Purple Time Space Swamp's Creator Captures a Unique Photographic Vision of Houston

Recently, I happened upon an interesting photo blog with the odd name of "Purple Time Space Swamp," and I was immediately drawn in. The photos are of Houston, but the photographer captures a vision of this city that is unique and that other people might pass over or in some cases consider unsightly. Abandoned gas stations, rundown storefronts and concrete expanses create urban landscapes that we all interact with living in Houston, but mostly ignore or consider to be a form of blight that must be endured but certainly not enjoyed.

However, the photos in Purple Time Space Swamp command the viewer to look at these scenes in a different way, and I found them to exude a certain strange beauty. The blog is mysterious, leaving the viewer to form his or her mind about the photos, without offering any commentary other than the pictures themselves. At the top of Purple Time Space Swamp is a mission statement of a sort. Three sentences that read:

"This is a visual archive of Houston for public use. All images are by the author of the blog. Copyright will not be enforced."

Beneath that is a link that says, "Ask me anything."

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And ask I did. I got a response from a friendly gentleman named Sebastien Boncy, who was kind enough to talk a little bit about his work and the motivations behind it.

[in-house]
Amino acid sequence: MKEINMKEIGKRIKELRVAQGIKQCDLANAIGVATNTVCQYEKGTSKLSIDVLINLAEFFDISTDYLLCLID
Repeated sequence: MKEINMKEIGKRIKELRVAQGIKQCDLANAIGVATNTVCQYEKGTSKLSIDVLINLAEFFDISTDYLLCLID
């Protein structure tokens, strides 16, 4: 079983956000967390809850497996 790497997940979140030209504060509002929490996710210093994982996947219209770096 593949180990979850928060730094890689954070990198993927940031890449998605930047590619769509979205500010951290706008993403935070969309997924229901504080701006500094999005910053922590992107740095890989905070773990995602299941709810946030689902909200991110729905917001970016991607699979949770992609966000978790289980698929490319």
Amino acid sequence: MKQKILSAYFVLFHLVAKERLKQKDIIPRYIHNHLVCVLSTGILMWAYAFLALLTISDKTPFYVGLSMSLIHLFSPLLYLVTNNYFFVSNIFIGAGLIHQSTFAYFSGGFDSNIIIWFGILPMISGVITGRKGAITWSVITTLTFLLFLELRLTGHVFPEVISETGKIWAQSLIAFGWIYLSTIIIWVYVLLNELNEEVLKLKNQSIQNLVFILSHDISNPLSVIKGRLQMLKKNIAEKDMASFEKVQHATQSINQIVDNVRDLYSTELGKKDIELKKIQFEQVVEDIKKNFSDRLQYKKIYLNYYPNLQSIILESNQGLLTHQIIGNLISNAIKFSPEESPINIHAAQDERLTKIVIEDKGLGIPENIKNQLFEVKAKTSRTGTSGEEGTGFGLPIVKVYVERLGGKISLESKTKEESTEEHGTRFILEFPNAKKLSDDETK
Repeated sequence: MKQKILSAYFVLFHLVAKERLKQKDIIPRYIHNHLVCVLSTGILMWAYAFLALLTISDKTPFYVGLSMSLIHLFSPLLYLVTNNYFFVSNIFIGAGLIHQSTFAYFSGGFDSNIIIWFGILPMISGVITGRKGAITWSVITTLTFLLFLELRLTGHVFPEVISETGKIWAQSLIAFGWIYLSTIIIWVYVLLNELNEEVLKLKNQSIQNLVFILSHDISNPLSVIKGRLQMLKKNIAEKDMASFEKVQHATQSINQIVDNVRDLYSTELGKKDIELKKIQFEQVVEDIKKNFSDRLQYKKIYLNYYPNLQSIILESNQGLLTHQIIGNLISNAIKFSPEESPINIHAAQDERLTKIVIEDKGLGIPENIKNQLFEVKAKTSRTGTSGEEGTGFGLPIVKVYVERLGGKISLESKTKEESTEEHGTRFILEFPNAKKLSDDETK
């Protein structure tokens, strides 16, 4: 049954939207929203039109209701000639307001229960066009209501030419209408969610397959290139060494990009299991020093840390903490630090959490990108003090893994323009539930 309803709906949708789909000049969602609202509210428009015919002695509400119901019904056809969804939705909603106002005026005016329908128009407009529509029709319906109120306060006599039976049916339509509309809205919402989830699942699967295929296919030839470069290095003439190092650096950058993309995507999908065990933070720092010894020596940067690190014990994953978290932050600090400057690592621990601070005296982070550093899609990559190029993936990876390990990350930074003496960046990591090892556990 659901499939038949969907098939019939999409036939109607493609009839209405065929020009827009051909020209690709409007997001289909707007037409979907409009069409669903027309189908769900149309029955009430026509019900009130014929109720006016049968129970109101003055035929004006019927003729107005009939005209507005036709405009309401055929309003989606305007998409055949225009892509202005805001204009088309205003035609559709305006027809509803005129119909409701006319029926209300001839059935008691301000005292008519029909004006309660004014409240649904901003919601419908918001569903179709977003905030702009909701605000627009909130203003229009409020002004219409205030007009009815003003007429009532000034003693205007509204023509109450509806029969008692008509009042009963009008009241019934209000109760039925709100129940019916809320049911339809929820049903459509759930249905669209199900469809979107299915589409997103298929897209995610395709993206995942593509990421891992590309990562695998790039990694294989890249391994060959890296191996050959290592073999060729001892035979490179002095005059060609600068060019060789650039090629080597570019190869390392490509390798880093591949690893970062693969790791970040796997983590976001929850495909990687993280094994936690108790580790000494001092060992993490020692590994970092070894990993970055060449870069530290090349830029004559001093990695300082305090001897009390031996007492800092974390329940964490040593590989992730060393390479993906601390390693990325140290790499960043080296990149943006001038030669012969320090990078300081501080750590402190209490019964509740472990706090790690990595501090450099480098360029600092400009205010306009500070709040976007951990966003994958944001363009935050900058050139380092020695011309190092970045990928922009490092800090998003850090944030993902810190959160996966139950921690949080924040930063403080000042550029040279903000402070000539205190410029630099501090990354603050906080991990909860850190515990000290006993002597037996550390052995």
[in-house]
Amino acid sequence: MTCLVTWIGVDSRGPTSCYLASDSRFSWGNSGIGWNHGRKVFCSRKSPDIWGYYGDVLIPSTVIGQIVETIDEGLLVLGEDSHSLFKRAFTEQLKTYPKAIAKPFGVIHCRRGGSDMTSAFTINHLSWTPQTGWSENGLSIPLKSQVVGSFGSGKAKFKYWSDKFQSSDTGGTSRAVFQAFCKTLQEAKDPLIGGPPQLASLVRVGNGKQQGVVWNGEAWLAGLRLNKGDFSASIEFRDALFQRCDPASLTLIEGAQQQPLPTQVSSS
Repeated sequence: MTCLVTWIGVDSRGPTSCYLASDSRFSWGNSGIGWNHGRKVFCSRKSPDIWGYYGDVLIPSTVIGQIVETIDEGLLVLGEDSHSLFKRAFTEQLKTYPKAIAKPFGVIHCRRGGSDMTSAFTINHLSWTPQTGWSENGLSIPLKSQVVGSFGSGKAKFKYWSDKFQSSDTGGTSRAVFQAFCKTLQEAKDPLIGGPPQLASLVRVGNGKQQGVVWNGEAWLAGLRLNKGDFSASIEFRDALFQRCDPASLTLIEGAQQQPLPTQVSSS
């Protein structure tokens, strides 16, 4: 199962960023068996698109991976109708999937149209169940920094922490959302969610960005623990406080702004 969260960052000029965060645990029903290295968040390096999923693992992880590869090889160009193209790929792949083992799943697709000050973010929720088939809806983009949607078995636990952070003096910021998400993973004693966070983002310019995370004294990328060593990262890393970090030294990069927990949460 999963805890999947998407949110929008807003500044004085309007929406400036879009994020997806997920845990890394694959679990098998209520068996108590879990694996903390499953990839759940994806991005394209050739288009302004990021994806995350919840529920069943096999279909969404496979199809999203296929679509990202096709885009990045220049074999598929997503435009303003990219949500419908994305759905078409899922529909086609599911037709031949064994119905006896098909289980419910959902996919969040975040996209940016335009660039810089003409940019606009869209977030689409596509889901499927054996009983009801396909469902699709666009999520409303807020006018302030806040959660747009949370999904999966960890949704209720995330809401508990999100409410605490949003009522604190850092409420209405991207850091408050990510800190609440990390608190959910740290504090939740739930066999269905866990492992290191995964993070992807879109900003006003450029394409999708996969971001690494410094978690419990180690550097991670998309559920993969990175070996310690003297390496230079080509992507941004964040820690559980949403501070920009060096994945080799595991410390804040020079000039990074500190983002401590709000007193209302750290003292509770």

Boncy says that he's lived in Houston for about 20 years but is originally from Haiti. Asked if he feels that gives him a perspective on Houston that's different from a native's, he says, "You know, it's a weird thing. When you're an immigrant long enough, you don't quite belong to either world. It's definitely going to color how I see things, but I don't know what the ratios are. I don't know how much of this is coming from the Haitian in me, and how much of this is everything I've learned to be and love from being here so long, which is pretty much my whole adult life."

Boncy's background in photography is lengthy and involved, as he explains.

"I have two degrees in photography, one from the University of Houston, and one from the University of North Texas, and so this is something I'm all in. Most of my income comes from teaching photo classes around the city, and it's what I've been doing since around '98."

When asked about the types of images he chooses to capture, Boncy says, "I'm a big fan of the city, and I choose to stay here. Even when I was getting my grad degree, I knew every single day that I was coming back to Houston. Basically, you don't exist unless you're imaged, and people have ideas about Texas, and about Houston, but they don't really know because we're not imaged."

According to Boncy, Houston is different because it hasn't been extensively documented like other big cities.

"You know, the great cities have been imaged powerfully, places like Paris has had Versailles, and New York has had Friedlander, and the West Coast has had people like Henry Wessel. So these places are allowed to exist in the imagination in a very rich way because they're imaged. So I just wanted the opportunity for Houston to have that. I'm here now and making these photographs now, so they are very current, but maybe with an eye towards the possibility of Houston existing in the vernacular imagination in a more interesting way."

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